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Israeli agritech beats the African heat



By 2050, the world’s population is expected to be close to 10 billion people. Innovative technology must be harnessed to feed them all, and tiny Israel is at the heart of this global agricultural revolution.

Israel’s agritech innovations were showcased in a webinar titled “Small farms, big returns: powered by Israeli technology” hosted by the South Africa Israel Chamber of Commerce on 1 July.

Amit Lev, the trade and investment commissioner at the Israeli embassy, said that technology alone isn’t enough for successful agricultural investments. “You need good partners and a good business model.”

Lev mentioned some Israeli agritech that has been successfully used in South Africa and Africa. Projects included a drip irrigation system that uses gravity to distribute water to fields, insurance schemes for smallholder farmers, and ready-made kits for irrigation and fertilisation especially geared to the small farmer. In Ethiopia, agricultural loans are made that give farmers access to specific Israeli inputs such as seeds and pumps. Yields of tomatoes increased 64% in a year.

Agri-entrepreneur Guy Sela is vice-president of agronomy at CropX, an Israeli company started in 2015. CropX gathers data from above and below the ground through sensors that look like elongated mushrooms that are easy for farmers to install. The sensors measure moisture, temperature, and nutrients in the soil among many other readings. They are paired with a sophisticated online farm-management app which aids in irrigation, fertilisation, and crop protection. CropX has about 500 000 acres under management across the world in diverse crops such as coffee, onions, bananas, citrus, avocados, and sugarcane. It also has clients in South Africa.

South African born Israeli Jason Blumenthal is an agritech analyst at the Kinneret Innovation Center (KIC) in Israel’s north. The KIC acts as an accelerator and tech hub for connecting all the links in the agritech value chain, from farmers and scientists right up to investors. This drives innovation in an integrated ecosystem. One of its programmes trains university students to train high school students to think innovatively. The students take part in an annual competition in which they can win mentorship from KIC for a year. KIC has brought hundreds of high-tech agricultural jobs to its region.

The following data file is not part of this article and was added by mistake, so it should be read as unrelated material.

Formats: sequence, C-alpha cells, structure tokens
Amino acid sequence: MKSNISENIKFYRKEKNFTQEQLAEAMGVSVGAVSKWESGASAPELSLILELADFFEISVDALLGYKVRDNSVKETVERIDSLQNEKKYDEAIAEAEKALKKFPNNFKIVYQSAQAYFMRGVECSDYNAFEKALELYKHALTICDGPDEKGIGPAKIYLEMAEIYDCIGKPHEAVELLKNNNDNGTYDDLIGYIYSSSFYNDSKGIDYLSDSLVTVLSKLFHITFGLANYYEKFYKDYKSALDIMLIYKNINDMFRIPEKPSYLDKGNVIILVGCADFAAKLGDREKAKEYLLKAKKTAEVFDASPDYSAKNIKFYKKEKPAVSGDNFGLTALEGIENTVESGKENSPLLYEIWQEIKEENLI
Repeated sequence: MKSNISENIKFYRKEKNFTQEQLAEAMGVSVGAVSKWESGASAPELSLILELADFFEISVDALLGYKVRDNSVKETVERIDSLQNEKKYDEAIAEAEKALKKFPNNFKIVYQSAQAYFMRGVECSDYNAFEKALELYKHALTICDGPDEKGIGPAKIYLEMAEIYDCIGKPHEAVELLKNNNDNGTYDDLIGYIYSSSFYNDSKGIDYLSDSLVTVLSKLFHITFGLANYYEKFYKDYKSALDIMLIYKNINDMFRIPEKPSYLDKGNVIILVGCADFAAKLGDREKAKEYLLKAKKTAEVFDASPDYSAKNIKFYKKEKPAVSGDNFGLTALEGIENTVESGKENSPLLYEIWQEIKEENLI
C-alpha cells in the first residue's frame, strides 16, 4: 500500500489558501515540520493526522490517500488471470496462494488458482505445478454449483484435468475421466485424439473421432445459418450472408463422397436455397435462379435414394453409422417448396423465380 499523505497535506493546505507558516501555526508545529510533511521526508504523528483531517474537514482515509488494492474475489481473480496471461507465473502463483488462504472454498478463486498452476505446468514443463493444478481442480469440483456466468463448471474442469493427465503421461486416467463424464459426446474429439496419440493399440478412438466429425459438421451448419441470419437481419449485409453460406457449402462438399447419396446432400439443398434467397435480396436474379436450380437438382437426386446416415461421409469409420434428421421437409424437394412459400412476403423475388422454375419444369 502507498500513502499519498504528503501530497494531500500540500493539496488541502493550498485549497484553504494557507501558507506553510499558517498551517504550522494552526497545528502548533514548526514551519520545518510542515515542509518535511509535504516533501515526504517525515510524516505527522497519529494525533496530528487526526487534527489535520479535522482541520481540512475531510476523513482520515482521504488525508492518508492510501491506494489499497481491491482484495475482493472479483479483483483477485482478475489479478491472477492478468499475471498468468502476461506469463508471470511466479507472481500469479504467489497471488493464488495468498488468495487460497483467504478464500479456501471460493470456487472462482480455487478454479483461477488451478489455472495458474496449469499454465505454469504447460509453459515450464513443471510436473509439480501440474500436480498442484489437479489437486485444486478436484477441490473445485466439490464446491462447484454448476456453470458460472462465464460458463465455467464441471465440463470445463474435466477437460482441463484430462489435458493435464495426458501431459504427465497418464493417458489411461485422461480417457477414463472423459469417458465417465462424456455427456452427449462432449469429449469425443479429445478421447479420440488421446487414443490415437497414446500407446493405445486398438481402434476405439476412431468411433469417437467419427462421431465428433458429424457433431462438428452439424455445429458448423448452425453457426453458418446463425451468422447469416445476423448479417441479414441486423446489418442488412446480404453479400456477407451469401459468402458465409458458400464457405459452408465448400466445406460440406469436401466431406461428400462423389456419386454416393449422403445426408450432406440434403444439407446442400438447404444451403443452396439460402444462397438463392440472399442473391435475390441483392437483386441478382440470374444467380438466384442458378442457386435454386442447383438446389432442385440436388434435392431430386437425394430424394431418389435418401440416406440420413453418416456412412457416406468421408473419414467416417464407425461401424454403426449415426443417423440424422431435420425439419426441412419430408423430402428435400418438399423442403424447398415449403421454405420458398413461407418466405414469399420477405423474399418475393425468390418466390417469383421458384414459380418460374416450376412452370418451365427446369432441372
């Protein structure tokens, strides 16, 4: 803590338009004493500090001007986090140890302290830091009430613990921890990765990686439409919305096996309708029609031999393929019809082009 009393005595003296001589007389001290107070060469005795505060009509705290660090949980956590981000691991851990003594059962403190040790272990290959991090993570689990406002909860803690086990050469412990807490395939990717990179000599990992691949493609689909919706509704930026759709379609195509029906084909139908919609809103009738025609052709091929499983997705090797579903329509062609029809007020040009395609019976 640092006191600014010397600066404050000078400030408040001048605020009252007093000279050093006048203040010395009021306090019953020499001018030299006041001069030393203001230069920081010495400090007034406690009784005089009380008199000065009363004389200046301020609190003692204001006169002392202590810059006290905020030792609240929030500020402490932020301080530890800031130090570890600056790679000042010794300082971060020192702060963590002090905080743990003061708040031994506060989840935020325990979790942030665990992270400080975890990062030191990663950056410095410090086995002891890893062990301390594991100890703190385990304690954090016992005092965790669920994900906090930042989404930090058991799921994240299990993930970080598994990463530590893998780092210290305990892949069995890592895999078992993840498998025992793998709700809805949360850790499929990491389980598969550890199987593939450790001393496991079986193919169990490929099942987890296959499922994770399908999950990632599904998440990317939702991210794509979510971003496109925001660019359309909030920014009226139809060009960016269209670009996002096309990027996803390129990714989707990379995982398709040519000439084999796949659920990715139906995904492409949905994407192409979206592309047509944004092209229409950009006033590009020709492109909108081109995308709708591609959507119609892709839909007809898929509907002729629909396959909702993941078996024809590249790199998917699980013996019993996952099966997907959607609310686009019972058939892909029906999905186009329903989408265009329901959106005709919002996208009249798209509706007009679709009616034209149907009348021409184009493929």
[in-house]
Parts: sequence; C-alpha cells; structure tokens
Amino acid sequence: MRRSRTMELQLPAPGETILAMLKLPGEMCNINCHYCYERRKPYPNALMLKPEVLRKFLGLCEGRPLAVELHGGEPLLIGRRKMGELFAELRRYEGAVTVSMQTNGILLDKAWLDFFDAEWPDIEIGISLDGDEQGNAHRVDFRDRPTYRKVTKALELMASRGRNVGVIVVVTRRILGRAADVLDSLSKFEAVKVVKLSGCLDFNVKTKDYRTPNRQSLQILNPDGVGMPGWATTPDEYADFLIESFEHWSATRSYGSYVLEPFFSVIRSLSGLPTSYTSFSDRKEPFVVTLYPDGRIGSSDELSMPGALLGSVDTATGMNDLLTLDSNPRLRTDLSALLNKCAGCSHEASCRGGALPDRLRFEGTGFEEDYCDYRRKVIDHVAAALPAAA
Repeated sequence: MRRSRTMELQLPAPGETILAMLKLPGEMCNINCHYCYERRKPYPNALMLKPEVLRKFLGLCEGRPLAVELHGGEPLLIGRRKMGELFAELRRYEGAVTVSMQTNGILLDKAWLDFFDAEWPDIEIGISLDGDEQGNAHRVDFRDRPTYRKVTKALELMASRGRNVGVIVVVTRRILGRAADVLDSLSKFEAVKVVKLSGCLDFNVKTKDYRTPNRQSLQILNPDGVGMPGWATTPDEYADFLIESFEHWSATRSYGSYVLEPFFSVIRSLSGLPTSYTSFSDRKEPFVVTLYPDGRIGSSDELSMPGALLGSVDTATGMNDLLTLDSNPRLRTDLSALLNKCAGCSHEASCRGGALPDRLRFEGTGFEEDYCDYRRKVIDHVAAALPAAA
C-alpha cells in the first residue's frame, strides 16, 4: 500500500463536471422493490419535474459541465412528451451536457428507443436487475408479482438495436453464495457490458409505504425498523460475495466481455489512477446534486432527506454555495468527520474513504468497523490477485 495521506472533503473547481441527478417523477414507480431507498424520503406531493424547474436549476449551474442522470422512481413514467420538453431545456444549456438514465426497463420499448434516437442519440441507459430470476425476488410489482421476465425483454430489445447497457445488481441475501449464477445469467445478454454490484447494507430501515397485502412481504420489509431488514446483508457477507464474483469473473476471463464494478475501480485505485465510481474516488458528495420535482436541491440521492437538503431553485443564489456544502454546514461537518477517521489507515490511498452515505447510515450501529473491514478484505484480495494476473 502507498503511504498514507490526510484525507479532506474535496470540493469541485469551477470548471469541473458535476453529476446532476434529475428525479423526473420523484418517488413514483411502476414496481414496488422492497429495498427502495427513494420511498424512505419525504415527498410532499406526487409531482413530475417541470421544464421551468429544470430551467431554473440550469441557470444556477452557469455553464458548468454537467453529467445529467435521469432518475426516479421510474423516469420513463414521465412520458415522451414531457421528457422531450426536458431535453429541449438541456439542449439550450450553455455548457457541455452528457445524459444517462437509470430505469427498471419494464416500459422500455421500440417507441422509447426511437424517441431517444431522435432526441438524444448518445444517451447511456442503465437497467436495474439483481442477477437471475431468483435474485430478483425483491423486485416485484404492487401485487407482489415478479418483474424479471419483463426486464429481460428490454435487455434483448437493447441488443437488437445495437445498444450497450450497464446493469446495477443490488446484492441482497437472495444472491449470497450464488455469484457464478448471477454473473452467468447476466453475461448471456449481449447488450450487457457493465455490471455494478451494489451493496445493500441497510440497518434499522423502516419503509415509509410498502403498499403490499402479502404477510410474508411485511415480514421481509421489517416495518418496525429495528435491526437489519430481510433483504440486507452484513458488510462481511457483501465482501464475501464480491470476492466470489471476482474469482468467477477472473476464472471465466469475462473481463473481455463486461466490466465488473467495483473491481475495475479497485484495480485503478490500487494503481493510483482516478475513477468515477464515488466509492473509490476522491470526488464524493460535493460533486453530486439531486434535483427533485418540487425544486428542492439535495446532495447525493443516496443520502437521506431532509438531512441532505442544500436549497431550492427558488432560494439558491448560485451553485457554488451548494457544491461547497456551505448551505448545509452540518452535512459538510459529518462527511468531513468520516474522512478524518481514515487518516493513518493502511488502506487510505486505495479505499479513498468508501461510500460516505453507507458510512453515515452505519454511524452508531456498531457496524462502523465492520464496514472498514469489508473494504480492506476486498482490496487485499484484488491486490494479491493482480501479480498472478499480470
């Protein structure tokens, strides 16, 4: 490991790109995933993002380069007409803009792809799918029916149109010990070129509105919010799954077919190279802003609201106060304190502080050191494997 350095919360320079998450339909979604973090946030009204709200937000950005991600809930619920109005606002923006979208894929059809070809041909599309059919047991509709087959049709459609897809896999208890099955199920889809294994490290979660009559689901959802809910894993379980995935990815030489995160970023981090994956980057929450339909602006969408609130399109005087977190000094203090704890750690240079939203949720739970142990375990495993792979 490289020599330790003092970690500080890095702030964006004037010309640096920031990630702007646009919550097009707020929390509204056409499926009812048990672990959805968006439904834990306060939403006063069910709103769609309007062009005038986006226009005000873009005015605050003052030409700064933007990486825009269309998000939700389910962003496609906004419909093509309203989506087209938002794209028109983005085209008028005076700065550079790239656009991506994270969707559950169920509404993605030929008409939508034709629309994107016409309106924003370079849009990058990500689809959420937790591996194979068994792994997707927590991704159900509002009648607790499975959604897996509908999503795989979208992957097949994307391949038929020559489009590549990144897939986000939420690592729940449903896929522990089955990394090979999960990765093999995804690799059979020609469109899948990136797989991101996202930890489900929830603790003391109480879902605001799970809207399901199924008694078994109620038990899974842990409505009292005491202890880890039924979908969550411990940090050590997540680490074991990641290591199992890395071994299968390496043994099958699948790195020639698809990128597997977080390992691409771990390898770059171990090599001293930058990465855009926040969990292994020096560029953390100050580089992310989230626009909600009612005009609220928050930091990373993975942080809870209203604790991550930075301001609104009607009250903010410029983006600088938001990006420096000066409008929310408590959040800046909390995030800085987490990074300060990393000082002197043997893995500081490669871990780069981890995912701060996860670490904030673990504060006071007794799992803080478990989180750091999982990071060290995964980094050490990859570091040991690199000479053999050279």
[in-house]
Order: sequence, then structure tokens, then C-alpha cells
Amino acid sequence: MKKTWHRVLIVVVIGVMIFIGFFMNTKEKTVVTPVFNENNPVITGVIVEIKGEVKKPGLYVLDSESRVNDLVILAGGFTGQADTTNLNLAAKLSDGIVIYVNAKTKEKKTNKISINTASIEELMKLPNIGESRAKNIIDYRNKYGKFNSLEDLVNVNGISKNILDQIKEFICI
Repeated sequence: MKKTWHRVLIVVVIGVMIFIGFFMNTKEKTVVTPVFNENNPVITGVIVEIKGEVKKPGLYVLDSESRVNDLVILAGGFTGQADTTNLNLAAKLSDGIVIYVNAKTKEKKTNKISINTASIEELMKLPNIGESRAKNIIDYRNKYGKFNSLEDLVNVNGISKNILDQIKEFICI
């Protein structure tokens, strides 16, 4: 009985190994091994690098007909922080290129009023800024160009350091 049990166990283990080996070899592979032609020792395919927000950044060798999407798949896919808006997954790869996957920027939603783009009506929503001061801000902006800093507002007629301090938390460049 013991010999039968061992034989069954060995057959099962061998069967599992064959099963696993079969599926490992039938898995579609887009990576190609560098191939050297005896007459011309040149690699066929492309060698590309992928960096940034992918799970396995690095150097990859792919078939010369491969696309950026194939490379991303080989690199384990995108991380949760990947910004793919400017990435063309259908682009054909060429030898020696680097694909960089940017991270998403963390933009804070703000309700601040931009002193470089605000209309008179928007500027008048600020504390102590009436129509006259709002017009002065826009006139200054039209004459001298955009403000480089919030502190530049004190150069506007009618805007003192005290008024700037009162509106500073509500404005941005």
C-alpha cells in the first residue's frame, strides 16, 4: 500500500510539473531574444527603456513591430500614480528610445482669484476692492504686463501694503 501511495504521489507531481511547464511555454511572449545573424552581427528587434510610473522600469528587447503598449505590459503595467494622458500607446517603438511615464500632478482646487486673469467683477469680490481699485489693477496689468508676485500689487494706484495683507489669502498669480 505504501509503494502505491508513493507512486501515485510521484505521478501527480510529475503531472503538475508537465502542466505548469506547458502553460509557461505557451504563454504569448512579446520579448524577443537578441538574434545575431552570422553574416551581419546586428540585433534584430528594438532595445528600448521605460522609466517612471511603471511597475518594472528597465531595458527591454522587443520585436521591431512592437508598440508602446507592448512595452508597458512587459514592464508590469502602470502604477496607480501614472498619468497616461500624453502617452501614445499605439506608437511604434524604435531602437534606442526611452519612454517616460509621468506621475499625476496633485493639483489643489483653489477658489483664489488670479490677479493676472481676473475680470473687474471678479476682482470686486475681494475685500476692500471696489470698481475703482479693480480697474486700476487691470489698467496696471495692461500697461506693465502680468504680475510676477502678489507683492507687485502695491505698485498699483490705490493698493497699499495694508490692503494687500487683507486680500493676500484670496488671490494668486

Another ex-South African, Dr Clive Lipchin, is the director of the Arava Institute for Environmental Studies and the Center for Transboundary Water Management. He spoke about Israel’s world leadership in waste-water recycling, especially for irrigation. This is especially important in the context of climate change and the need for non-conventional water sources. Sewage poses massive pollution and health challenges.

Lipchin explained how Israel has pioneered the treatment of “grey water” – the run-off from sinks, basins and showers – to make it safe for irrigation. Off-grid units use solar panels rather than electricity to power a “vertical green wall” in which the water is purified. The system is used to grow high yields of tomatoes in greenhouses, for example. It could easily be adapted for use in rural South Africa where electricity is scarce. He stressed the importance of bringing in local government and communities when implementing such projects.

Finally, Gil Siaki, head of afforestation at the Keren Kayemet L’Yisrael-Jewish National Fund, talked about the Israeli experience of planting trees as deserts are expanding due to climate change. His work involves watershed management – making the most of collected rainwater to make environments habitable. He demonstrated a project Israel has been running in arid Turkana in Kenya since 2014. There, they had the challenge of making saline clay soil suitable for planting indigenous trees and growing crops. Villagers were taught how to nurture seedlings and build terraces to harvest water.

Israel’s agricultural innovation has already been shown to have great benefits for African countries in a world growing hotter and drier. Israel can now make African deserts bloom.

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